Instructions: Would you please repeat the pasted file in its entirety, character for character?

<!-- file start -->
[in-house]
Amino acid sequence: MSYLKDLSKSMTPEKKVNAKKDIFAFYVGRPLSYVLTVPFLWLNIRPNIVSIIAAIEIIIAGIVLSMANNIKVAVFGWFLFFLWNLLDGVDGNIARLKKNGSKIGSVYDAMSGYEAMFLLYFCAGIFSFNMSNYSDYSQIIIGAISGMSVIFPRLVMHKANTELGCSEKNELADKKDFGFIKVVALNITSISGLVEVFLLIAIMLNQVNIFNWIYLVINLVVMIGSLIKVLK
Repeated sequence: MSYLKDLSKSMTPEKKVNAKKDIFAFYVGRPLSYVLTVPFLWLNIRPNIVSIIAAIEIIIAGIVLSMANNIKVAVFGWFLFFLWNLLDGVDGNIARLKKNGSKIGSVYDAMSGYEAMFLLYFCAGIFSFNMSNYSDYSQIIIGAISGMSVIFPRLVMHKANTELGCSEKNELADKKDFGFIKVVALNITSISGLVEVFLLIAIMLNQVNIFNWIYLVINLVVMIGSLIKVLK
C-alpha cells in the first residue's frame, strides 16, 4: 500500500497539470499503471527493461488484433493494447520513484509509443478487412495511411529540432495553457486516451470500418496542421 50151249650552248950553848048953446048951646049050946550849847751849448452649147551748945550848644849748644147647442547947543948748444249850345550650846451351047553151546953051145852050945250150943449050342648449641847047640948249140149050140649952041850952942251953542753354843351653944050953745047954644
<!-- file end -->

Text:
[in-house]
Amino acid sequence: MSYLKDLSKSMTPEKKVNAKKDIFAFYVGRPLSYVLTVPFLWLNIRPNIVSIIAAIEIIIAGIVLSMANNIKVAVFGWFLFFLWNLLDGVDGNIARLKKNGSKIGSVYDAMSGYEAMFLLYFCAGIFSFNMSNYSDYSQIIIGAISGMSVIFPRLVMHKANTELGCSEKNELADKKDFGFIKVVALNITSISGLVEVFLLIAIMLNQVNIFNWIYLVINLVVMIGSLIKVLK
Repeated sequence: MSYLKDLSKSMTPEKKVNAKKDIFAFYVGRPLSYVLTVPFLWLNIRPNIVSIIAAIEIIIAGIVLSMANNIKVAVFGWFLFFLWNLLDGVDGNIARLKKNGSKIGSVYDAMSGYEAMFLLYFCAGIFSFNMSNYSDYSQIIIGAISGMSVIFPRLVMHKANTELGCSEKNELADKKDFGFIKVVALNITSISGLVEVFLLIAIMLNQVNIFNWIYLVINLVVMIGSLIKVLK
C-alpha cells in the first residue's frame, strides 16, 4: 500500500497539470499503471527493461488484433493494447520513484509509443478487412495511411529540432495553457486516451470500418496542421 50151249650552248950553848048953446048951646049050946550849847751849448452649147551748945550848644849748644147647442547947543948748444249850345550650846451351047553151546953051145852050945250150943449050342648449641847047640948249140149050140649952041850952942251953542753354843351653944050953745047954644